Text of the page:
• Two Pulse Width Modulator units (PWMA and PWMB), each with six PWM outputs, three Current Sense inputs, and four Fault inputs, fault-tolerant design with dead time insertion; supports both center-aligned and edge-aligned modes
• 12-bit Analog-to-Digital Converters (ADCs), supporting two simultaneous conversions with dual 4-pin multiplexed inputs; ADC can be synchronized by PWM modules
• Two Quadrature Decoders (Quad Dec0 and Quad Dec1), each with four inputs, or two additional Quad Timers, A & B
• Two dedicated general purpose Quad Timers, totalling six pins: Timer C, with two pins and Timer D, with four pins
• CAN 2.0 B-compatible module with 2-pin ports used to transmit and receive
• Two Serial Communication Interfaces (SCI0 and SCI1), each with two pins, or four additional GPIO lines
• Serial Peripheral Interface (SPI), with a configurable 4-pin port (or four additional GPIO lines)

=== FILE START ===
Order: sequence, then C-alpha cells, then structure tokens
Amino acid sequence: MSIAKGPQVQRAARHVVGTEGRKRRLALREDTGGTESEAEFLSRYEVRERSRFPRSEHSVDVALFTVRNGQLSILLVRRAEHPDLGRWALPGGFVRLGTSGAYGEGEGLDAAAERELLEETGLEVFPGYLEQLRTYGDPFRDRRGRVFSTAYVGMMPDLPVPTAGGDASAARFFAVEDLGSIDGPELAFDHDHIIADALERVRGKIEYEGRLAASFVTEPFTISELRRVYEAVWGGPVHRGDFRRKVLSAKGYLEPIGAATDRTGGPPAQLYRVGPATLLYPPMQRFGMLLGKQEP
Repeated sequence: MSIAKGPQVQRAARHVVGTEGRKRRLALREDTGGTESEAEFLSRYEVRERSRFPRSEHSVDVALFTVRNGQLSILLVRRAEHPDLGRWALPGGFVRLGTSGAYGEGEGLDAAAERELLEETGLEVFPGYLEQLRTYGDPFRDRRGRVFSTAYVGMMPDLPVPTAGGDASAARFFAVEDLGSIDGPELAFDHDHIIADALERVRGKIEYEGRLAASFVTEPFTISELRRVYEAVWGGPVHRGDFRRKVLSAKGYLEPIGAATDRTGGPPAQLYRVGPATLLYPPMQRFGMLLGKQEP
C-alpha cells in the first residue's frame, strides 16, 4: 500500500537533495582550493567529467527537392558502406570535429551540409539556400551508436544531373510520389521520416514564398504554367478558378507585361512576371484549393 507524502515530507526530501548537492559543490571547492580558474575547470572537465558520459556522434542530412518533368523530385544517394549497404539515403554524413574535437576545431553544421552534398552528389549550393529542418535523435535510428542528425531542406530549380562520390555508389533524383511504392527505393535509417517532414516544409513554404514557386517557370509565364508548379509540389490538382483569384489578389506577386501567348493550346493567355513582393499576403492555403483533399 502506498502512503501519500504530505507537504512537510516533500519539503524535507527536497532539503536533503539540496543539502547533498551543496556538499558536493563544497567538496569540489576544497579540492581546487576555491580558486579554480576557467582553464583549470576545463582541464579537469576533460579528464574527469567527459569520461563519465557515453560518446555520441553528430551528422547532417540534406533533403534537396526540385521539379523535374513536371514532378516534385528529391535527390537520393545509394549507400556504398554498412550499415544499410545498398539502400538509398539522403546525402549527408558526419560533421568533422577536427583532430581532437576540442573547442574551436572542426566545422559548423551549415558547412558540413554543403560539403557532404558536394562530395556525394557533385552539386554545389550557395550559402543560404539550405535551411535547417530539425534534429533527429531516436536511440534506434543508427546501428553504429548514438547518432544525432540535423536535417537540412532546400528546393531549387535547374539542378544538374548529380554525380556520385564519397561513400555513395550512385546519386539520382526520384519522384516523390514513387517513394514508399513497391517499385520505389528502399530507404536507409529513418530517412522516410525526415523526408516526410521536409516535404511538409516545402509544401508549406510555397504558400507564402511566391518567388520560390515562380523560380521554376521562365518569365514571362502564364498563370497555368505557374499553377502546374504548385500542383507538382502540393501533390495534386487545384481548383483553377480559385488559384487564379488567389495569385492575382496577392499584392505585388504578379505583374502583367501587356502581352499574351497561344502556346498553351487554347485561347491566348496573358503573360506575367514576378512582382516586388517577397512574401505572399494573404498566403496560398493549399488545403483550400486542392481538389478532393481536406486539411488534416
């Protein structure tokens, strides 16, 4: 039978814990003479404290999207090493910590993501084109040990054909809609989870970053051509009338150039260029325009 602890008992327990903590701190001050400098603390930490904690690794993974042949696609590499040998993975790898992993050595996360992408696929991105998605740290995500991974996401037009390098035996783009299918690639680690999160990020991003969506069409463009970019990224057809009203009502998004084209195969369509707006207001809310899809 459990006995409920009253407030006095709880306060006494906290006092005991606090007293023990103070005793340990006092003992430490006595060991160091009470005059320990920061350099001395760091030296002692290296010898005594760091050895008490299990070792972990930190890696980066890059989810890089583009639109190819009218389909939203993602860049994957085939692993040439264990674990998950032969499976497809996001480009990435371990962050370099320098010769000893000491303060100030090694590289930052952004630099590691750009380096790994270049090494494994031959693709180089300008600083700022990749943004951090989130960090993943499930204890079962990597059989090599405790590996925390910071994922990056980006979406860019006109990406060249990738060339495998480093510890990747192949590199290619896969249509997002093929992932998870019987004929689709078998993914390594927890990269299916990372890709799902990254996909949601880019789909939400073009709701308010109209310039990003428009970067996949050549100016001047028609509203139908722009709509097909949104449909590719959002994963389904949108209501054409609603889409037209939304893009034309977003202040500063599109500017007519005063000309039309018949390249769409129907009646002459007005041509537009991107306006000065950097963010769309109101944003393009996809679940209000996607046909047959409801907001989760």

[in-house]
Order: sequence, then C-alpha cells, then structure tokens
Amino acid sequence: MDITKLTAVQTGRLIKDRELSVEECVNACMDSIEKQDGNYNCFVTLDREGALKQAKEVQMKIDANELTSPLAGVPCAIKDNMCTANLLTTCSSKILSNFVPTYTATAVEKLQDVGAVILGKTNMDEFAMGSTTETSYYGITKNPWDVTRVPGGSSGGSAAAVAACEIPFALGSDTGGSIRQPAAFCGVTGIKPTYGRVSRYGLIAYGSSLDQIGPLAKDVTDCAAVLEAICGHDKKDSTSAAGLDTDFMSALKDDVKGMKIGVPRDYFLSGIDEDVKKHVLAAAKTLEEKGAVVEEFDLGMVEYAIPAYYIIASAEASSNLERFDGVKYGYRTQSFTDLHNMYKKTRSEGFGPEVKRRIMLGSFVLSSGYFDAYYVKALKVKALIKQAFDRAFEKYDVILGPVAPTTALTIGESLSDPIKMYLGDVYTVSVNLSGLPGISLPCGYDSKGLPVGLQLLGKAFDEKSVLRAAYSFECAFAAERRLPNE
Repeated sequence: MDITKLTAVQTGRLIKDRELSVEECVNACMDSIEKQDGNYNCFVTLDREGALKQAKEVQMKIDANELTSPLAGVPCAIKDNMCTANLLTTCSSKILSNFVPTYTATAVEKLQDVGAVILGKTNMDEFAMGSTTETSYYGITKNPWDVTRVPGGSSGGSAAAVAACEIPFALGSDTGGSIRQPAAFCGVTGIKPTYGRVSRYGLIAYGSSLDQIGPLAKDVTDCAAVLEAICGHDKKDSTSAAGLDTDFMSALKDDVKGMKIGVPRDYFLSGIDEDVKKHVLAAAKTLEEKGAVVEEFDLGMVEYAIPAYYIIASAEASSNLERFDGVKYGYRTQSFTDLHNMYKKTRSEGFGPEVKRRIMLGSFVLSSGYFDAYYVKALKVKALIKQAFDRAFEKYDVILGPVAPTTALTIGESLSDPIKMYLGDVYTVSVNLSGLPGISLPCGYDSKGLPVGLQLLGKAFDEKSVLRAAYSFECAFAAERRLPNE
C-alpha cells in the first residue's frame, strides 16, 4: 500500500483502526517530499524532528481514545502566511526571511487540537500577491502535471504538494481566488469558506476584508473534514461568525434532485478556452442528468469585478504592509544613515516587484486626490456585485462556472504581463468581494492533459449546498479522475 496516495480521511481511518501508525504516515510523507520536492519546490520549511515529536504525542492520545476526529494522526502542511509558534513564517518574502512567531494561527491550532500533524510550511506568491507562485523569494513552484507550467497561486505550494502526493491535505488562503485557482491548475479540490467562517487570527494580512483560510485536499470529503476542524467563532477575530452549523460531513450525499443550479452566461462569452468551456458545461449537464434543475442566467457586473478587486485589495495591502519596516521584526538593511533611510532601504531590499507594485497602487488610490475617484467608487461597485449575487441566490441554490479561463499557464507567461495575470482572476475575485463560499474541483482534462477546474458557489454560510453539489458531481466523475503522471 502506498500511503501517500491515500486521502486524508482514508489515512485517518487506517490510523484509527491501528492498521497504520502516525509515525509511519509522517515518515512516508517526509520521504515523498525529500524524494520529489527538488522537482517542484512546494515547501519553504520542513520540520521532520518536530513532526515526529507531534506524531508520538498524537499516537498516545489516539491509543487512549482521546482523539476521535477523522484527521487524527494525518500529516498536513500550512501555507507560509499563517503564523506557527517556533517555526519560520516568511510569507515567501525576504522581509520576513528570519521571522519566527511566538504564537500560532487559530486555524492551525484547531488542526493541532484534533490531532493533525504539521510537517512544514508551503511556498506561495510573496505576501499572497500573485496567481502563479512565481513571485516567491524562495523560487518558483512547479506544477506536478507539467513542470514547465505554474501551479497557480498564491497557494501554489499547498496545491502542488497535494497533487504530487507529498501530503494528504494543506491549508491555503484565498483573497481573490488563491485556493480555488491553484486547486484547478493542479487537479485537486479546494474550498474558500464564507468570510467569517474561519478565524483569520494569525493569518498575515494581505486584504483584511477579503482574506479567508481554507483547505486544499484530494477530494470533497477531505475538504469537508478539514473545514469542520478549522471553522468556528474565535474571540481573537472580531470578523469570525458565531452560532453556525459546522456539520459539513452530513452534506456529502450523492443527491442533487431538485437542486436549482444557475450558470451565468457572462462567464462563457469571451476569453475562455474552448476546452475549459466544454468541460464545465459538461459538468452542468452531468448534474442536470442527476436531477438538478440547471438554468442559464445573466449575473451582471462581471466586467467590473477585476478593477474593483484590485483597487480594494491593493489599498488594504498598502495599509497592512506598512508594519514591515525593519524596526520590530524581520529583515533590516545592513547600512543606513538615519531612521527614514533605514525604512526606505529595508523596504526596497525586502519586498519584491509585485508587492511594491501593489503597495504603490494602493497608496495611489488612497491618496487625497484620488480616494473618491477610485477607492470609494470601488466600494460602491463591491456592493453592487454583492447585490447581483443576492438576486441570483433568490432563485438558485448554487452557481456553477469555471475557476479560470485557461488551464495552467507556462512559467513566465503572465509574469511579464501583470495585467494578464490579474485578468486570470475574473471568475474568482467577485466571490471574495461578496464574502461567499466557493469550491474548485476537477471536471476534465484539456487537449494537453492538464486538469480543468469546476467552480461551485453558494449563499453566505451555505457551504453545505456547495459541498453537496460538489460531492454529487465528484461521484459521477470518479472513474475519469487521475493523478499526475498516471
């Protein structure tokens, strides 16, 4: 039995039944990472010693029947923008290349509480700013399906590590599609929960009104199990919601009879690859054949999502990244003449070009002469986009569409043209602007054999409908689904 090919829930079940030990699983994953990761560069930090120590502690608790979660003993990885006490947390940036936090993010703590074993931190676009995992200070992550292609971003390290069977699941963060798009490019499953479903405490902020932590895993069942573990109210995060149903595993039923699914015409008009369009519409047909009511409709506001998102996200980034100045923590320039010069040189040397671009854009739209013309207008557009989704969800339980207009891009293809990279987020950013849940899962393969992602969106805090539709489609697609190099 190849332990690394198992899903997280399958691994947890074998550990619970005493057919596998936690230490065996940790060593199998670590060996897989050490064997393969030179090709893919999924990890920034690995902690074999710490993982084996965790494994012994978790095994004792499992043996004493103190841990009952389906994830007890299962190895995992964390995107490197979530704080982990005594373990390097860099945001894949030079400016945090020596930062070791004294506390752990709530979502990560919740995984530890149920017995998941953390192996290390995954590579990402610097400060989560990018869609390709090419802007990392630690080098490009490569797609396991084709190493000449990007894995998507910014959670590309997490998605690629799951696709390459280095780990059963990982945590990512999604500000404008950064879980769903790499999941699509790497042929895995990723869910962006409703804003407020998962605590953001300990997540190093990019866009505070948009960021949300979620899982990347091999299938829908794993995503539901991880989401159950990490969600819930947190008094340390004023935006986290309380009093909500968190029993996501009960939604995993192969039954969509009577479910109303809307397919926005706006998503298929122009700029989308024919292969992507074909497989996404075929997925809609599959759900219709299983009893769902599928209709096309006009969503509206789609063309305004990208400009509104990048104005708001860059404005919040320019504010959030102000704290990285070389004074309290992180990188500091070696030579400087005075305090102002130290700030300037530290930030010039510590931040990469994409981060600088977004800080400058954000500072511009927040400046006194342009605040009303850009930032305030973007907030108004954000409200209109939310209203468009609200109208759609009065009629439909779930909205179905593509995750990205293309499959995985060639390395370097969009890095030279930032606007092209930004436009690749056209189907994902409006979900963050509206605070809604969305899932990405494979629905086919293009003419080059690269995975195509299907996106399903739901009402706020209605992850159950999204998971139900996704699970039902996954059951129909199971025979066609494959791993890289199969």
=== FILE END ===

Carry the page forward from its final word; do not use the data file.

• Software-programmable, Phase Lock Loop-based frequency synthesizer for the hybrid controller core clock
Squirrel-cage AC induction motors are popular for their simple construction, low cost per horsepower, and low maintenance (they contain no brushes, as do DC motors). They are available in a wide range of power ratings. With field-oriented vector control methods, AC induction motors can fully replace standard DC motors, even in high-performance applications.
There are a number of AC induction motor models. The model used for vector control design can be obtained by using the space vector theory. The 3-phase motor quantities (such as voltages, currents, magnetic flux, etc.) are expressed in terms of complex space vectors. Such a model is valid for any instantaneous variation of voltage and current and adequately describes the performance of the machine under both steady-state and transient operation. Complex space vectors can be described using only two orthogonal axes. The motor can be considered a 2-phase machine. The utilization of the 2-phase motor model reduces the number of equations and simplifies the control design.